Only two years after Moo-Young “Mike” Han completed his doctorate at the University of Rochester, he received a surprising phone call. Yoichiro Nambu, an established physicist, had read a draft paper of Han’s and - in a perfect example of scientific cooperation rather than competition - suggested that the two collaborate.
“I was honored,” Han said, “We put those two papers together, his draft and my draft, and it was well received. The collaboration received more attention than I ever could have found on my own, and then Dr. Nambu and I began more collaborations. We published three papers together and became good friends.”
In that first paper, Han said, they introduced the concept of what has become known as the color charges of quarks.
Today, Nambu is one of three Nobel laureates in
Physicsfor 2008. His work was lauded as vital to our understanding of the matter/antimatter balance in the universe and the establishment of the Standard Model in physics.
Han, who is credited in the Nobel background materials for his work with Nambu, is a well known scientist and author in his own right. Duke University is his home campus, but through his acquaintance with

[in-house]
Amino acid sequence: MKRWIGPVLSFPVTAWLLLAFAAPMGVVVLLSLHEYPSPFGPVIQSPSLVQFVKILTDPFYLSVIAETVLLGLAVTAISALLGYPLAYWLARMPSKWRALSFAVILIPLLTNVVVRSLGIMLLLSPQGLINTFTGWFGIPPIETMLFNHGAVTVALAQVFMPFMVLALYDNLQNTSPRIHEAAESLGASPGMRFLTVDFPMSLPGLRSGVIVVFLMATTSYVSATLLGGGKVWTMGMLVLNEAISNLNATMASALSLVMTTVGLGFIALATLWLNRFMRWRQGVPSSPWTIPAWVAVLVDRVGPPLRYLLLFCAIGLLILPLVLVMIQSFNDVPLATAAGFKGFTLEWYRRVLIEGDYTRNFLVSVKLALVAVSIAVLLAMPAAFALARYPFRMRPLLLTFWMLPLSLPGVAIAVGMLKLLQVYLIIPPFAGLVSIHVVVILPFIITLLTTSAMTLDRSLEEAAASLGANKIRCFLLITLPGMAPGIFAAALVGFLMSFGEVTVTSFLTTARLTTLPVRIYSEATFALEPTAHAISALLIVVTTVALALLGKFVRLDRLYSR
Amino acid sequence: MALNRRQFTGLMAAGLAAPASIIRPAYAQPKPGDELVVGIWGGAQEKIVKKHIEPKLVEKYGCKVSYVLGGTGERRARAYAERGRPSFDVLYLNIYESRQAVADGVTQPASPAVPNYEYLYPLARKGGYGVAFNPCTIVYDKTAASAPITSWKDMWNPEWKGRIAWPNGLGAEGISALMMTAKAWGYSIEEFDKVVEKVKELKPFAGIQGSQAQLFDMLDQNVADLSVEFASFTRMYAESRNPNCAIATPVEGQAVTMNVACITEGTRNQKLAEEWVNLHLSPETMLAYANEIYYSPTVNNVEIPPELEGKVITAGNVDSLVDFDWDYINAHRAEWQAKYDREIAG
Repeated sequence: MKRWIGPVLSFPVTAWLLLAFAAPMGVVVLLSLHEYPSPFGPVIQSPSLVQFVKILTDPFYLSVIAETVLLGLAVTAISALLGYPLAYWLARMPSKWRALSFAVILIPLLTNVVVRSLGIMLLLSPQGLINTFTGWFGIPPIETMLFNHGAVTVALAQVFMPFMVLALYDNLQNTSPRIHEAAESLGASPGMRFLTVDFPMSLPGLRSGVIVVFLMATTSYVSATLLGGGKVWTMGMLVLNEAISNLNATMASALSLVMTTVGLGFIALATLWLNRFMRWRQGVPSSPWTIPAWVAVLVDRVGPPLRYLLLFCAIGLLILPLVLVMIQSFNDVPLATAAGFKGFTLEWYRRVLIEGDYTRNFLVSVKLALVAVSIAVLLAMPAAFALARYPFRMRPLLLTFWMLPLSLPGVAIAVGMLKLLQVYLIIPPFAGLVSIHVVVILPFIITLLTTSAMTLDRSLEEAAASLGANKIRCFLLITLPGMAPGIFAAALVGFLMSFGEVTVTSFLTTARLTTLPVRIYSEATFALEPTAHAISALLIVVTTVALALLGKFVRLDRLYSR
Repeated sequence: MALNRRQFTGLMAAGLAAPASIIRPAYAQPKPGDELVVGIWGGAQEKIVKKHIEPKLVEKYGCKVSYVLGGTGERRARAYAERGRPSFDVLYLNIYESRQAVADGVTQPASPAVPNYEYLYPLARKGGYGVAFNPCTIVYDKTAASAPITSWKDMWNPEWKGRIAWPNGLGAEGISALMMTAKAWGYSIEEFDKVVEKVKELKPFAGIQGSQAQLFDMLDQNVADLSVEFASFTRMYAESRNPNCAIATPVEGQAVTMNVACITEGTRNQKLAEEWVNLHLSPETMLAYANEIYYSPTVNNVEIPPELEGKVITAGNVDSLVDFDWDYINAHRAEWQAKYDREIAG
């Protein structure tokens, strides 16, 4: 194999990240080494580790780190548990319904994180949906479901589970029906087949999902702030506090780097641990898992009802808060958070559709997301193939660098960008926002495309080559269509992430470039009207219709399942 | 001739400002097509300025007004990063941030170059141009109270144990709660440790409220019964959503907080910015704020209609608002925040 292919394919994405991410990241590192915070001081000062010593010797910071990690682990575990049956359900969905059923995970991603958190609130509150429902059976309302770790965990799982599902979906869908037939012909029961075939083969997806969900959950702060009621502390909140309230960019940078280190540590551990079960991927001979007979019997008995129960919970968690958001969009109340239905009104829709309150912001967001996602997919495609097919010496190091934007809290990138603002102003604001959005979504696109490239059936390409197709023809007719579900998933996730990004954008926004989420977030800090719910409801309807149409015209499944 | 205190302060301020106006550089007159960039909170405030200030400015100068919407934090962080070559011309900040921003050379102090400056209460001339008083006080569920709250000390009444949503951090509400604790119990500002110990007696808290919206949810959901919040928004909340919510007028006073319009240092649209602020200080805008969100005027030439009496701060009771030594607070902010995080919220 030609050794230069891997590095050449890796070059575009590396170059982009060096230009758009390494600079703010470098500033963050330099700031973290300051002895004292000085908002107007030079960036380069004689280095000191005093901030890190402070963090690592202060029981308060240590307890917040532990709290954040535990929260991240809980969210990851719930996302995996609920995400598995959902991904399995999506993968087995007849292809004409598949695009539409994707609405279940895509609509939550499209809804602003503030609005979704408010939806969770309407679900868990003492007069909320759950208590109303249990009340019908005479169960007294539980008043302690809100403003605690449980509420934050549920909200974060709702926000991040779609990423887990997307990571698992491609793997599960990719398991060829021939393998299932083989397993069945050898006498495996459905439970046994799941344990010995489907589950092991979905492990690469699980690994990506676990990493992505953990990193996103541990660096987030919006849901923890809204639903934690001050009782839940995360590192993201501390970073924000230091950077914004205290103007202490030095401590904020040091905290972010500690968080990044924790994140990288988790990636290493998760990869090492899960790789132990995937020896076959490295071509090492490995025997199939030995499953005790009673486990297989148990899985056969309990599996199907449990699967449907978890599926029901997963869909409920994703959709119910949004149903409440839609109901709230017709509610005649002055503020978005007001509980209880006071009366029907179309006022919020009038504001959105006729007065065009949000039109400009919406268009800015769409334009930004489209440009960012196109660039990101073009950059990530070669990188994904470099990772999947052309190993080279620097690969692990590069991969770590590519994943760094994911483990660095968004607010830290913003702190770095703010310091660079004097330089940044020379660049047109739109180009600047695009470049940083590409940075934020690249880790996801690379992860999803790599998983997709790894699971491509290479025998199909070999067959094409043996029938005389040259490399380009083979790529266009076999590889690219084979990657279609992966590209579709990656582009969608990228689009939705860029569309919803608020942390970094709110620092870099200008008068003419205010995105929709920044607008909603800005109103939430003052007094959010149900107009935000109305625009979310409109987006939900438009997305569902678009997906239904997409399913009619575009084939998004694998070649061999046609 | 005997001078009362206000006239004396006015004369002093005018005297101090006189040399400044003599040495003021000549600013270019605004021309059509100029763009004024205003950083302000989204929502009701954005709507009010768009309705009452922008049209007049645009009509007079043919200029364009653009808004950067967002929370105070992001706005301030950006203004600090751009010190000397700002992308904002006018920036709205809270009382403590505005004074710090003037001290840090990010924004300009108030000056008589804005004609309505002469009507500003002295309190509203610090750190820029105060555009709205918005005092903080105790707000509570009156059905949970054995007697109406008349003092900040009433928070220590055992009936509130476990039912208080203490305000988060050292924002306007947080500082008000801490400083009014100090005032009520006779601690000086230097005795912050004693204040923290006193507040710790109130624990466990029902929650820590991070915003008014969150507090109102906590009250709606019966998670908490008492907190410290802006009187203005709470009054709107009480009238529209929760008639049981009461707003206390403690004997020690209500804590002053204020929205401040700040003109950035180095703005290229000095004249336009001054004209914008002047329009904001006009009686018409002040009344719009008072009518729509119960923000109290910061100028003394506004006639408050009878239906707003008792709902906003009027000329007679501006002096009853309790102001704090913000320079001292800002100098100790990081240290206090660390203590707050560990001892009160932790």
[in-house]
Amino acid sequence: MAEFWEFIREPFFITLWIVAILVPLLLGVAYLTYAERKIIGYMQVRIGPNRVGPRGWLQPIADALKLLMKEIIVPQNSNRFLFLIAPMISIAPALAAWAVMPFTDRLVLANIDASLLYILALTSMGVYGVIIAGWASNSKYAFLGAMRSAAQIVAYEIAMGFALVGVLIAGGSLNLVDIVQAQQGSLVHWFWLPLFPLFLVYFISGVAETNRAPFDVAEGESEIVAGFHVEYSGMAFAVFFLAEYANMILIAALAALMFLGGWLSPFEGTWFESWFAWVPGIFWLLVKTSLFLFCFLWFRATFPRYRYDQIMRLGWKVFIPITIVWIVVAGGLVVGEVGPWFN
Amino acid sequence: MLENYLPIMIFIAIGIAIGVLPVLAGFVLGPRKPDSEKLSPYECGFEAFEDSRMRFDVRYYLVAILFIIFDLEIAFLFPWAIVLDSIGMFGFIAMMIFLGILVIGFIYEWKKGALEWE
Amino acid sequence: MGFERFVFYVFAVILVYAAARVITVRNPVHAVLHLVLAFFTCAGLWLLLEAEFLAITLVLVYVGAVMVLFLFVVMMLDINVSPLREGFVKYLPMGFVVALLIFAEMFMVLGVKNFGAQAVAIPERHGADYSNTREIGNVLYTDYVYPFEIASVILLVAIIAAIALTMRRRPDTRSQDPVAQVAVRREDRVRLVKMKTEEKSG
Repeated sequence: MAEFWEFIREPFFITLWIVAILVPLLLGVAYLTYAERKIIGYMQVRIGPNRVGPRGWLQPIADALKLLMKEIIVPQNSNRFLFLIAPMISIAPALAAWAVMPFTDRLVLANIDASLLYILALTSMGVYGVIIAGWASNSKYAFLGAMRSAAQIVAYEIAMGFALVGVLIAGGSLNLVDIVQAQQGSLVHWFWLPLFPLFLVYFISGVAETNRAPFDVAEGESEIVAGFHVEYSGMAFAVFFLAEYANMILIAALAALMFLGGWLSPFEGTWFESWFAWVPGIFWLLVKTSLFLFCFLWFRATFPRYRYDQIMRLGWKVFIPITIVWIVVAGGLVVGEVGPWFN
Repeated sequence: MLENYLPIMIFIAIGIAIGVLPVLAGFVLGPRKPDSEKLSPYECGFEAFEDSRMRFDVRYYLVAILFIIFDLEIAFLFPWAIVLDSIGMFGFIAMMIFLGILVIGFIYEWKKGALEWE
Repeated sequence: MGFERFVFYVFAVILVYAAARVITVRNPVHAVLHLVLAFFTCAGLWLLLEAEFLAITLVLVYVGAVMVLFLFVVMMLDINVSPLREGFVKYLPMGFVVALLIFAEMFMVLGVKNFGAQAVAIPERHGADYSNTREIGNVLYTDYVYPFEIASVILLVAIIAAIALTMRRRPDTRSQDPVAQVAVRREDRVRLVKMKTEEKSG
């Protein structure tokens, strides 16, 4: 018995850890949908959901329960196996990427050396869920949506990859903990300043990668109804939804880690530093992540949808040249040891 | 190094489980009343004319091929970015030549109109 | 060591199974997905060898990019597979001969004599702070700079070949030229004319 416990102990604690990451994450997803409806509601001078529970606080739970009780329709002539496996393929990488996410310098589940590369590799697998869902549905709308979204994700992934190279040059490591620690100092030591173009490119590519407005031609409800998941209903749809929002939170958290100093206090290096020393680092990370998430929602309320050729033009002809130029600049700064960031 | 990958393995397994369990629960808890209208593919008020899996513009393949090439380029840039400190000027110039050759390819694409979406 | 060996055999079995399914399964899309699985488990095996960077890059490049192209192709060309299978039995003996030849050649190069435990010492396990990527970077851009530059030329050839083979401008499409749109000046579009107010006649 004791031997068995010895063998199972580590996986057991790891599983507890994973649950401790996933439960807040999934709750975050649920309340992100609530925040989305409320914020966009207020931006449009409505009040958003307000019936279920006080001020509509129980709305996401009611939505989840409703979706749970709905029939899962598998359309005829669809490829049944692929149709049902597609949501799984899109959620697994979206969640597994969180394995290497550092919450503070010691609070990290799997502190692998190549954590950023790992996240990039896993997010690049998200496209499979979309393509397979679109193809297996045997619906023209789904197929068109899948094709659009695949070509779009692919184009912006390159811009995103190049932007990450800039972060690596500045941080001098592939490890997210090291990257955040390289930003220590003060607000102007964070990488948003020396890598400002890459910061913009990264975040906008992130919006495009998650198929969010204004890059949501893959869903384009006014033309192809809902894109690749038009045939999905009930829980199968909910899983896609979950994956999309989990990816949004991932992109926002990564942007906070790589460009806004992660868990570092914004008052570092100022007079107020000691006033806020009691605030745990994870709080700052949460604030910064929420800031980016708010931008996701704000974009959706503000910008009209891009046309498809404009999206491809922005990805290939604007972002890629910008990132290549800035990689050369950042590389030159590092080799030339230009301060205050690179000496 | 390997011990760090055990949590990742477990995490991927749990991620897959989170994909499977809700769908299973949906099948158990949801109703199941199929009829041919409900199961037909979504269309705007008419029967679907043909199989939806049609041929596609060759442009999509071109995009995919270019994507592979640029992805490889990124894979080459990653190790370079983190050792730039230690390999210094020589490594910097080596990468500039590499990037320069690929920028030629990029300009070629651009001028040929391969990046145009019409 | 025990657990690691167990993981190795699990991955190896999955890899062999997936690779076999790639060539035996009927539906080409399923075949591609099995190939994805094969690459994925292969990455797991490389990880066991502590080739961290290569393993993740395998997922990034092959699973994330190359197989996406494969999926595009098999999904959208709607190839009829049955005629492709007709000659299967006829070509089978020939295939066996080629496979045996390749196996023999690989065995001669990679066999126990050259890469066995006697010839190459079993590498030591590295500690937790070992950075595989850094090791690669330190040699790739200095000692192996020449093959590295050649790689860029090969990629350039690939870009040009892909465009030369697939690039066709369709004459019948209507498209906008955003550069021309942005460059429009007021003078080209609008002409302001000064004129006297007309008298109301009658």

Chancellor Steve Kang, he is also a visiting professor this semester at the University of California, Merced. He’s teaching an upper-division general education course, 20th Century Physics and Society, and a freshman seminar.
“It’s very lively,” he said of the seminar course. “The students just got here, and it’s an exciting experience for them.”
Several threads in the particle physics world are crossing at this new UC campus. Nicola Cabibbo, who was also credited in the scientific background document for this year’s Nobel in Physics, visited the campus just last month as a guest of the campus first solar energy symposium. Han said it was the first time he had met Cabibbo.
Cabibbo, in turn, has an established collaboration with UC Merced Professor
Roland Winston, who in 2004 published
an important validation of workpreviously done by Cabibbo and this year’s other Nobel laureates, Makoto Kobayashi and Toshihide Maskawa.
What does all this mean for a new research university? It’s hard to say, Han said, but he’s optimistic.
“This campus has a future,” he said, “No question about it.”